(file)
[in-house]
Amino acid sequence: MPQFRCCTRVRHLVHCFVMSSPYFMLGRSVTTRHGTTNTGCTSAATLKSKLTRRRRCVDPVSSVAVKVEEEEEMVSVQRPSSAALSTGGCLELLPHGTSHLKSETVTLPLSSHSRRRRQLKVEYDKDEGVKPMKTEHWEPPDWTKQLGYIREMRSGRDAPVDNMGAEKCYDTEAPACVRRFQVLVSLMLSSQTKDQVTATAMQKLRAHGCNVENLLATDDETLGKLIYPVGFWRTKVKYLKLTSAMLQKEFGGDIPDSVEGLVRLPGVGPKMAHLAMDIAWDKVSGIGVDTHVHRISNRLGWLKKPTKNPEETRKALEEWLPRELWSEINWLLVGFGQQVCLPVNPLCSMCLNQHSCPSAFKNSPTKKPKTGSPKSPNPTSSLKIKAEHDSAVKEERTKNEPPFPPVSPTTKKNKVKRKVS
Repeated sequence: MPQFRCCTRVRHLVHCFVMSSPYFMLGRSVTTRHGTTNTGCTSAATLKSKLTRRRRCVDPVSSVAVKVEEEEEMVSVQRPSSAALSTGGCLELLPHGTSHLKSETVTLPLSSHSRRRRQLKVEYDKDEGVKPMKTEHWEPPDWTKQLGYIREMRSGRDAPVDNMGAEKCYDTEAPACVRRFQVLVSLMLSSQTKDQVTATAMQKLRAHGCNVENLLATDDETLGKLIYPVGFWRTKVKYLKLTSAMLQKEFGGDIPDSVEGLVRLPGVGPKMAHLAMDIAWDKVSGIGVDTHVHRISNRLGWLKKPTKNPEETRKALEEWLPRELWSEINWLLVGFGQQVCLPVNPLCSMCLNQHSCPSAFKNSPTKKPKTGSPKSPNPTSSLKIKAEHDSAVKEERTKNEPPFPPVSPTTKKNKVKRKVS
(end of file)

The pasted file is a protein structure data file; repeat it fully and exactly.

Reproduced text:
[in-house]
Amino acid sequence: MPQFRCCTRVRHLVHCFVMSSPYFMLGRSVTTRHGTTNTGCTSAATLKSKLTRRRRCVDPVSSVAVKVEEEEEMVSVQRPSSAALSTGGCLELLPHGTSHLKSETVTLPLSSHSRRRRQLKVEYDKDEGVKPMKTEHWEPPDWTKQLGYIREMRSGRDAPVDNMGAEKCYDTEAPACVRRFQVLVSLMLSSQTKDQVTATAMQKLRAHGCNVENLLATDDETLGKLIYPVGFWRTKVKYLKLTSAMLQKEFGGDIPDSVEGLVRLPGVGPKMAHLAMDIAWDKVSGIGVDTHVHRISNRLGWLKKPTKNPEETRKALEEWLPRELWSEINWLLVGFGQQVCLPVNPLCSMCLNQHSCPSAFKNSPTKKPKTGSPKSPNPTSSLKIKAEHDSAVKEERTKNEPPFPPVSPTTKKNKVKRKVS
Repeated sequence: MPQFRCCTRVRHLVHCFVMSSPYFMLGRSVTTRHGTTNTGCTSAATLKSKLTRRRRCVDPVSSVAVKVEEEEEMVSVQRPSSAALSTGGCLELLPHGTSHLKSETVTLPLSSHSRRRRQLKVEYDKDEGVKPMKTEHWEPPDWTKQLGYIREMRSGRDAPVDNMGAEKCYDTEAPACVRRFQVLVSLMLSSQTKDQVTATAMQKLRAHGCNVENLLATDDETLGKLIYPVGFWRTKVKYLKLTSAMLQKEFGGDIPDSVEGLVRLPGVGPKMAHLAMDIAWDKVSGIGVDTHVHRISNRLGWLKKPTKNPEETRKALEEWLPRELWSEINWLLVGFGQQVCLPVNPLCSMCLNQHSCPSAFKNSPTKKPKTGSPKSPNPTSSLKIKAEHDSAVKEERTKNEPPFPPVSPTTKKNKVKRKVS